**Sleazy P. Martini Goes On Trial**

Sleazy P. Martini is up to his old tricks again, throwing dice on the wharf and winning lots of bets. You (an observer with statistical knowledge) suspect that Sleazy P. is pulling some shenanigans. That is, you suspect the die he is using is loaded.

**Question:**How do you prove this?

**Sleazy P. Martini Goes On Trial**

**Partial Answer**: You collect data.

You start writing down the result of each roll of Sleazy P.'s die, and record the following data:

5 1 6 5 5 6 4 5 4 3 4 3 5 6 2 3 2 4 6 2 6 6 2 6 6 2 2 2 4 2 6 5 5 2 2 4 6 6 3 6 1 4 3 3 3 4 6 4 3 2 6 6 6 6 3 4 3 5 1 6 6 5 2 5 2 1 3 1 6 3 4 3 5 6 3 6 6 5 6 4 3 4 1 3 6 4 2 6 5 3 2 6 2 5 5 5 5 5 1 4

The sample mean of the above data is $\overline{x}=4.02.$

Is this evidence that Sleazy P. has loaded the die?

**The Sampling Distribution**

If Sleazy P. is innocent, the sampling distributions should be very close to $$N(3.5,0.171).$$ Assuming that Sleazy P. is innocent, what is the probability of seeing the sample mean we recorded?

**Busted!**Sleazy P. Goes to Jail

Assuming that Sleazy P. is innocent, the chances of observing a sample mean as far from $3.5$ as $\bar{x}=4.02$ over $100$ rolls is $0.0024.$

This is very strong evidence that he is not innocent, but that he actually loaded the die.

**Hypothesis Testing**

We just performed a hypothesis test.

The null hypothesis is that Sleazy P. is that innocent and that the true mean of his die is $3.5.$ This is denoted as $$H_0: \mu=3.5.$$ The alternative hypothesis is that Sleazy P. is guilty, and really did load the die, altering the fair-die mean of $3.5.$ We denote this as $$H_a: \mu \neq 3.5$$

**Hypothesis Testing**

We saw that the probability that Sleazy P. is innocent given the sample mean we recorded was $0.0024.$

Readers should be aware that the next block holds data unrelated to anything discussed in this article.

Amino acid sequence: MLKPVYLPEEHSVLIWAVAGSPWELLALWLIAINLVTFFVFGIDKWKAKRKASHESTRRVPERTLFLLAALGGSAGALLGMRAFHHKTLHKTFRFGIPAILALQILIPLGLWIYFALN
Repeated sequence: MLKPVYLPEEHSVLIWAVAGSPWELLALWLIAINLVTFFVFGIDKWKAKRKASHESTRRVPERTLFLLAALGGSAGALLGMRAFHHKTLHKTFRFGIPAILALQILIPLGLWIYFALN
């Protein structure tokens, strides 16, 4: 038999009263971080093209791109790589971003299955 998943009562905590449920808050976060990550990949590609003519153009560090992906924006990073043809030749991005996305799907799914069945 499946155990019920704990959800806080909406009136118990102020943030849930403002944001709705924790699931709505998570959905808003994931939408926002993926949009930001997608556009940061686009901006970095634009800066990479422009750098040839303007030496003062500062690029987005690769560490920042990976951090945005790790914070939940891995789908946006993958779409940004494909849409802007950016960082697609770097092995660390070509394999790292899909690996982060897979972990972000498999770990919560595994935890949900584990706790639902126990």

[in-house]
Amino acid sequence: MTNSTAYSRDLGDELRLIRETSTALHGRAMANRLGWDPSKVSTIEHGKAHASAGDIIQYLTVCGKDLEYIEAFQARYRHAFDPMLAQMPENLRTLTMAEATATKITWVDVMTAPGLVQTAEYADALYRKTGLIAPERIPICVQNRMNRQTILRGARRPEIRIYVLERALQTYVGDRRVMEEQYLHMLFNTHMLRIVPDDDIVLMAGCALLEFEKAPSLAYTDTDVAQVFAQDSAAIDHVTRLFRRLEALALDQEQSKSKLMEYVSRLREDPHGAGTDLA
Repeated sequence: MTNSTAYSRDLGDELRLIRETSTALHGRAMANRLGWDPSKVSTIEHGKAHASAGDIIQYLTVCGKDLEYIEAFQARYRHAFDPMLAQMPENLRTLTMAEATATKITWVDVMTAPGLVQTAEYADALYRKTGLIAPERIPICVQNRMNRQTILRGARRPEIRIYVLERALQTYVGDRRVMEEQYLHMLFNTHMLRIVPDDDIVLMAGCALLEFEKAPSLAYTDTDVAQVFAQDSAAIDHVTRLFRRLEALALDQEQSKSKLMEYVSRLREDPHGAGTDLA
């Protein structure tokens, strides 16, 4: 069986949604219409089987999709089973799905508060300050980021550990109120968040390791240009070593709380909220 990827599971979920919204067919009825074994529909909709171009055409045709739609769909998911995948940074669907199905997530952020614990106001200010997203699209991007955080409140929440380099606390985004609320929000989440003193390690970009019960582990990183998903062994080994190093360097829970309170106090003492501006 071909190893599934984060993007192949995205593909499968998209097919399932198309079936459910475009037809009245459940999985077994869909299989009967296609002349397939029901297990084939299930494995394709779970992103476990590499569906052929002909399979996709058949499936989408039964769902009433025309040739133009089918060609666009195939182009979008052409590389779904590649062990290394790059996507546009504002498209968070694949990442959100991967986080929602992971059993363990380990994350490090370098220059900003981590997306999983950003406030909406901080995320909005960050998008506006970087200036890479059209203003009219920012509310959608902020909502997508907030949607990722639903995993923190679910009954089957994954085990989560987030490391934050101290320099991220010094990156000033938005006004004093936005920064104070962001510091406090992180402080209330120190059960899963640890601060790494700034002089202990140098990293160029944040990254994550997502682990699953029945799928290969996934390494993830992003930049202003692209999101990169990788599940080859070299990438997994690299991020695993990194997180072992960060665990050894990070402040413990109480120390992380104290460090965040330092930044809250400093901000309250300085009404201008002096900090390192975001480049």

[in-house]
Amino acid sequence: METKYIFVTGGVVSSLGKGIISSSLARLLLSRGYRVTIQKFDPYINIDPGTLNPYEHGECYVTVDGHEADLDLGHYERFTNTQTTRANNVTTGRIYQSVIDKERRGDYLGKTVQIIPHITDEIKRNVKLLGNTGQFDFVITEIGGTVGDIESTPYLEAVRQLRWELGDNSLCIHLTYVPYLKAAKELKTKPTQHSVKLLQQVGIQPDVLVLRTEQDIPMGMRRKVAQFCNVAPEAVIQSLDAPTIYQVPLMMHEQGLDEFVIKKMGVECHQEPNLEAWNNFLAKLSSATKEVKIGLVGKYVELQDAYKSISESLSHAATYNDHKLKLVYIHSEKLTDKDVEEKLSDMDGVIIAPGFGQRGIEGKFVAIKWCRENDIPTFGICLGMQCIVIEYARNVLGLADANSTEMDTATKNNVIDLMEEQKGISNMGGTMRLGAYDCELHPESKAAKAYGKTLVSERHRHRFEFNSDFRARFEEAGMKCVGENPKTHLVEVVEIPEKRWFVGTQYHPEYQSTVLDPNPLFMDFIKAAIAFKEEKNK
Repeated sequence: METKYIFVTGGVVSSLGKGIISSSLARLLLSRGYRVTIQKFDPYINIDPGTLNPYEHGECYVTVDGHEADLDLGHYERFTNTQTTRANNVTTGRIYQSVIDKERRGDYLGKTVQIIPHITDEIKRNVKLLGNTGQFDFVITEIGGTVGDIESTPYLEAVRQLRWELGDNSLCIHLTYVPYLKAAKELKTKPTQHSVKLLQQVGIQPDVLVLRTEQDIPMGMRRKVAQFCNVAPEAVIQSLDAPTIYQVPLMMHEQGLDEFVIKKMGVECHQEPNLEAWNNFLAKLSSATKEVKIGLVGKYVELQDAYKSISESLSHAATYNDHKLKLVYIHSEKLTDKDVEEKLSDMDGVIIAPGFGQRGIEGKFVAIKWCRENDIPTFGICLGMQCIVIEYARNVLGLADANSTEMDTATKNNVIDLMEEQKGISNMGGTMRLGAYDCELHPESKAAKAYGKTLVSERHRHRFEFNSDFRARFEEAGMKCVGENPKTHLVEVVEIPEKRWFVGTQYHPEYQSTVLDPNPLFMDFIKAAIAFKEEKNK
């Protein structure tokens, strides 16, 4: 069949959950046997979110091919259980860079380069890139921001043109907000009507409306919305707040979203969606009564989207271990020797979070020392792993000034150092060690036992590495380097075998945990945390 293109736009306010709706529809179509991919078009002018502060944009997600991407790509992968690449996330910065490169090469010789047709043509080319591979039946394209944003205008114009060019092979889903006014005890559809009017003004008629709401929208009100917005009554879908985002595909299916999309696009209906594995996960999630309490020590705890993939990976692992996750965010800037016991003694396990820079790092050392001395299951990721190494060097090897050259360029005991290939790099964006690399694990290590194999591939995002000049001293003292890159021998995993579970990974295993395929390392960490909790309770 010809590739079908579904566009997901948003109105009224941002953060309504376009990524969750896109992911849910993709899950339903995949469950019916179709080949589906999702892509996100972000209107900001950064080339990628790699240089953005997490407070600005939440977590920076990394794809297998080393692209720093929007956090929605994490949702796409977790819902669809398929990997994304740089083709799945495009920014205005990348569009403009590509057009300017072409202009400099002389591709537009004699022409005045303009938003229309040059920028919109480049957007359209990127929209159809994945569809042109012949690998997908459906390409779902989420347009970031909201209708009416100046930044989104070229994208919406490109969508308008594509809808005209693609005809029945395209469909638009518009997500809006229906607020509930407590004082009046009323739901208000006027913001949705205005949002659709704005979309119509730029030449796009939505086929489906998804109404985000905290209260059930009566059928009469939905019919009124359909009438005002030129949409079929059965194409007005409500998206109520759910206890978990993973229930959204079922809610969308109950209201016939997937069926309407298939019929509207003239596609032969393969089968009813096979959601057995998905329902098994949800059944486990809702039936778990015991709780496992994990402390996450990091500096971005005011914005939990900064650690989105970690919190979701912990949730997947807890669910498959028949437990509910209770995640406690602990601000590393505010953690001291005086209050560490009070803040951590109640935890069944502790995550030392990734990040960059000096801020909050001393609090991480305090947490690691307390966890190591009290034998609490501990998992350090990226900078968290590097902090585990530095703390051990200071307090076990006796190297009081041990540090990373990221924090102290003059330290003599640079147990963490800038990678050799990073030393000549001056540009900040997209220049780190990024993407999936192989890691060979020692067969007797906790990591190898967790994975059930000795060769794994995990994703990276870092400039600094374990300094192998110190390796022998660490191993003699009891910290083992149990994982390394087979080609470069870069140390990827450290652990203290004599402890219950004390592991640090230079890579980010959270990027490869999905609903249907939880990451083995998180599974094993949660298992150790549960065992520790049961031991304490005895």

We computed a

__test statistic__: $$z=\frac{\bar{x}-\mu}{\sigma/\sqrt{n}}=\frac{4.02-3.5}{1.71/\sqrt{100}}=3.04$$ The probability of observing a test statistic AS EXTREME OR MORE EXTREME than $3.04$ is $0.0024.$

The value $0.0024$ is called the $p\mbox{-value}$ of the test.

**Vocab**

We say that the result of hypothesis test is

__statistically significant__if the $p\mbox{-value}$ falls below a certain threshold.

Common thresholds are $\alpha=0.05$ and $\alpha=0.01.$

In this case, we say that a test is significant at the level of $\alpha$ when $p\mbox{-value} \lt \alpha.$

In the case of statistical significance ($p\mbox{-value} \lt \alpha$), we

__reject the null hypothesis.__

**Another way to say it:**

When the $p\mbox{-value}$'s low, $H_0$ has got to go!

**OR...**

If the $p\mbox{-value}$'s low, reject the !

**The Way Mr. Holt Likes to Think About It**

The $p\mbox{-value}$ is a measure of our belief in the null hypothesis $H_0.$

In Sleazy P's case, at the level of significance $\alpha=0.01$, there is

**statistically significant**evidence that he loaded the die since $$p\mbox{-value}=0.0024<0.01.$$

**Note:**The result is significant at the $0.05$ level too.

**Consumer Advocacy**: Sleazy P. Gets out of Jail

After serving his sentence, Sleazy P. Martini is now rehabilitated and ready to enter society as a soft drink manufacturer.

Sleazy P. has created a new brand of cola called Sleazy P.'s Easy Peazy.

Now, a $12 \mbox{ fl oz}$ can of soda should contain $355 \mbox{ mL}$ of product, but you (the statistically savvy citizen) notice that in general, there seems on average to be less.

Hmmmmm.... Is Sleazy P. up to his old tricks AGAIN!?

**Big Question**: How do we find out?

**Big Answer**: Gather data and perform a hypothesis test.

Because $355 \mbox{ mL}$ is printed on the can, we know the true mean $\mu$ should be a little bigger than $355$ to prevent underfilling.